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August 18, 2013

Prosonix completes patient dosing in Phase II study of PSX1002

Prosonix has completed patient dosing and follow-up procedures in its Phase II study of PSX1002, a novel, orally inhaled, drug-only, pMDI suspension formulation of the long-acting muscarinic antagonist (LAMA) glycopyrronium bromide.

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Prosonix has completed patient dosing and follow-up procedures in its Phase II study of PSX1002, a novel, orally inhaled, drug-only, pMDI suspension formulation of the long-acting muscarinic antagonist (LAMA) glycopyrronium bromide.

The company is developing PSX1002, which was designed using Prosonix’s proprietary particle engineering technology platform, as a potential orally inhaled monotherapy for chronic obstructive pulmonary disease (COPD).

Prosonix CEO David Hipkiss said the novel formulation of glycopyrronium bromide could deliver considerable clinical benefits to COPD patients.

"In addition to the excellent progress with PSX1002, we continue to advance our development pipeline of particle-engineered mono and combination respiratory medicines, with the first filing of our lead product PSX1001 in the European Union as a directly substitutable generic inhaled corticosteroid (ICS) for asthma and COPD expected in mid-2014," Hipkiss added.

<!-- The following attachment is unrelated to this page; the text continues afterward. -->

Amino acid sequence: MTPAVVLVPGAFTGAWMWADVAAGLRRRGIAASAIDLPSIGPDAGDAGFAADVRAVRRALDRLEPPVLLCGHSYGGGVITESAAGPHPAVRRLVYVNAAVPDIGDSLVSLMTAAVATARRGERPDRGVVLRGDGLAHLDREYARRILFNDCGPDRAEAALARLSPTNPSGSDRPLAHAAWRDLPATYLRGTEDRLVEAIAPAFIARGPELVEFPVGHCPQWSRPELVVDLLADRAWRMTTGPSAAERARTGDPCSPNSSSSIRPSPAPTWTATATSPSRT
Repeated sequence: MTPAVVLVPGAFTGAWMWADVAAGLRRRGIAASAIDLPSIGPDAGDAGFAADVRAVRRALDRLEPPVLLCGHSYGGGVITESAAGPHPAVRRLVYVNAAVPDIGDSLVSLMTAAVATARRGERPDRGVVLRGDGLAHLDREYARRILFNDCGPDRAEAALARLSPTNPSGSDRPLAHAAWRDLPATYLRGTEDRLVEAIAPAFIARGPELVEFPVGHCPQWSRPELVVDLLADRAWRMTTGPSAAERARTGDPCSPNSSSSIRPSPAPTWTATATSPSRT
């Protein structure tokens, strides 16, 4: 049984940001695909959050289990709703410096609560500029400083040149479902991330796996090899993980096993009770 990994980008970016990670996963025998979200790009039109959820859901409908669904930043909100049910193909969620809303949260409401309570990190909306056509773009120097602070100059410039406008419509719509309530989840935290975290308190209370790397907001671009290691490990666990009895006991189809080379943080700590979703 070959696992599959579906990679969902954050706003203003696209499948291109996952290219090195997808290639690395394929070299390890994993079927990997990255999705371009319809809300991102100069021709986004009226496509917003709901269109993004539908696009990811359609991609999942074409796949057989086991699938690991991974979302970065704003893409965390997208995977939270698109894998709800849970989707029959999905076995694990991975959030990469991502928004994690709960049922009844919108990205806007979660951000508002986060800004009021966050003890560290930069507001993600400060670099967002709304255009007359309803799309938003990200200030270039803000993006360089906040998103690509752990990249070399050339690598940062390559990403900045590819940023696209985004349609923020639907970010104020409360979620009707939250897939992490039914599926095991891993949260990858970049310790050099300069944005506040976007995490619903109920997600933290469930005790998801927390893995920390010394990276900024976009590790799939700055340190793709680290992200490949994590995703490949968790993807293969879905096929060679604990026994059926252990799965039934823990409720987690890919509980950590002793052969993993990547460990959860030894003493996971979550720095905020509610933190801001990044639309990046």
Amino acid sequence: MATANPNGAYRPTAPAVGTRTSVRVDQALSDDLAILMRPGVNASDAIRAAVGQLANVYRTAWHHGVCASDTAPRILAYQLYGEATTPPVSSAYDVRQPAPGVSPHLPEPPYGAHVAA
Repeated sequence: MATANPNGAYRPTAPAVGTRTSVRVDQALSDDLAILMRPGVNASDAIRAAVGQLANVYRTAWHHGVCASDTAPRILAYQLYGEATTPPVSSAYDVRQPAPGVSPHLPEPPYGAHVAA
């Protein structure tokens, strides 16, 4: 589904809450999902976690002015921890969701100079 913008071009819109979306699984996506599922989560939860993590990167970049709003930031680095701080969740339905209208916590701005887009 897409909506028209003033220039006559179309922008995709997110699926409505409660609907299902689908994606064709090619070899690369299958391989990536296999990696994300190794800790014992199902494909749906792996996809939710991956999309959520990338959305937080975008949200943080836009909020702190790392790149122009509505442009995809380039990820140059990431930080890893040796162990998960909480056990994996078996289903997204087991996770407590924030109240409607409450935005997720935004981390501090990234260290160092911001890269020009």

The study is designed to investigate the effects on expiratory lung function, tolerability and safety of a range of doses of orally inhaled PSX1002 compared to placebo delivered through pressurised metered dose inhaler (pMDI) in male and female patients diagnosed with moderate or severe COPD.

At the Medicines Evaluation Unit in Manchester, UK, the randomised, double-blind, single-dose study recruited 37 patients and 33 completed all five dosing sessions.

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Improved lung function based on Forced Expiratory Volume in one second (FEV1) area under the curve from time zero to 24 hours post dose is the study’s primary endpoint.

The study will also assess multiple secondary physiological (lung function) and pharmacokinetic endpoints.

Top-line results of the study are expected in the first quarter 2014.


Image: A chest X-ray demonstrating severe COPD. Photo courtesy of James Heilman, MD.

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